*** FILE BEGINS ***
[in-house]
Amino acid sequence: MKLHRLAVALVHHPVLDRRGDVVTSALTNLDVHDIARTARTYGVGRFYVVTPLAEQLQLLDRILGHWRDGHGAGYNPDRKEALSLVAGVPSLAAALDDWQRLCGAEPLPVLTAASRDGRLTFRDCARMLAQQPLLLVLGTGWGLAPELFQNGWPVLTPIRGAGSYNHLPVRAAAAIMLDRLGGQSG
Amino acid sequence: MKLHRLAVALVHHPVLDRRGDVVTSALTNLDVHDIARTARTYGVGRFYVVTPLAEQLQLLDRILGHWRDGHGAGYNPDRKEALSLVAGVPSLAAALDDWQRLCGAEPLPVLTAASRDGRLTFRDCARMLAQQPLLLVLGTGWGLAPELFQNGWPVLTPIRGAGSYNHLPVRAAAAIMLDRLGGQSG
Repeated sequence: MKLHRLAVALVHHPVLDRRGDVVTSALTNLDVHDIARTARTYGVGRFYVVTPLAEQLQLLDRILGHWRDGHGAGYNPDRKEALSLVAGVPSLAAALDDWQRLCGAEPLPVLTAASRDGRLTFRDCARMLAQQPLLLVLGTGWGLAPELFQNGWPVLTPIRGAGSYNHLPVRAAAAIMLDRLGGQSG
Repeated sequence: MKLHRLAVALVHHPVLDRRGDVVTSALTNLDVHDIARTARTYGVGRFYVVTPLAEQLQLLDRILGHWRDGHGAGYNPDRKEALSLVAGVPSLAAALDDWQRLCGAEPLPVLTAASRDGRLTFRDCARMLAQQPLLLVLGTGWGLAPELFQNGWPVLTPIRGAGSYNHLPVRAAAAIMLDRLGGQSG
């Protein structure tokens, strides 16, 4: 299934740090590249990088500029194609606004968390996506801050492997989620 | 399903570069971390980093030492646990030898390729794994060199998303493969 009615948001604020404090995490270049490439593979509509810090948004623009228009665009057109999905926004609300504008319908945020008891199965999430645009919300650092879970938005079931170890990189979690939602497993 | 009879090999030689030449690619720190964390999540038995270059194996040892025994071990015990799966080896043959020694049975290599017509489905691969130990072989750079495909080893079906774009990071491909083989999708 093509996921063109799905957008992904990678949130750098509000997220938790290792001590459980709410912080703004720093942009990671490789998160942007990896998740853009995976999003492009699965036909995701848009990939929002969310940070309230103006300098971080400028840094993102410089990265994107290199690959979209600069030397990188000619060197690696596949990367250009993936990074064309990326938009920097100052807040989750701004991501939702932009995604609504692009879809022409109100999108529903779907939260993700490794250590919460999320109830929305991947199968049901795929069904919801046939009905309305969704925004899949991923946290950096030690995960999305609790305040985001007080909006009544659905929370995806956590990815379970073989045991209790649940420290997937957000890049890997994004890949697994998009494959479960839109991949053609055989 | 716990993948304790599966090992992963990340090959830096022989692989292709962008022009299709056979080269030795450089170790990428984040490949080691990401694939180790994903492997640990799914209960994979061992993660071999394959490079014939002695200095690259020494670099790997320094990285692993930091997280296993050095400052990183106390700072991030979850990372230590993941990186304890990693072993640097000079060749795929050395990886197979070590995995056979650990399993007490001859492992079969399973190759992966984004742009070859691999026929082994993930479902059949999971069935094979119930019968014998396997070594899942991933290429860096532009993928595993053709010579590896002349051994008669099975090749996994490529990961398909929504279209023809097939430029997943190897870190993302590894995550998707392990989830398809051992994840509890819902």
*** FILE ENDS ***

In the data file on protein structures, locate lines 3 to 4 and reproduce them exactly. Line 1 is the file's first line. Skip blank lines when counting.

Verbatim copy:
Amino acid sequence: MKLHRLAVALVHHPVLDRRGDVVTSALTNLDVHDIARTARTYGVGRFYVVTPLAEQLQLLDRILGHWRDGHGAGYNPDRKEALSLVAGVPSLAAALDDWQRLCGAEPLPVLTAASRDGRLTFRDCARMLAQQPLLLVLGTGWGLAPELFQNGWPVLTPIRGAGSYNHLPVRAAAAIMLDRLGGQSG
Repeated sequence: MKLHRLAVALVHHPVLDRRGDVVTSALTNLDVHDIARTARTYGVGRFYVVTPLAEQLQLLDRILGHWRDGHGAGYNPDRKEALSLVAGVPSLAAALDDWQRLCGAEPLPVLTAASRDGRLTFRDCARMLAQQPLLLVLGTGWGLAPELFQNGWPVLTPIRGAGSYNHLPVRAAAAIMLDRLGGQSG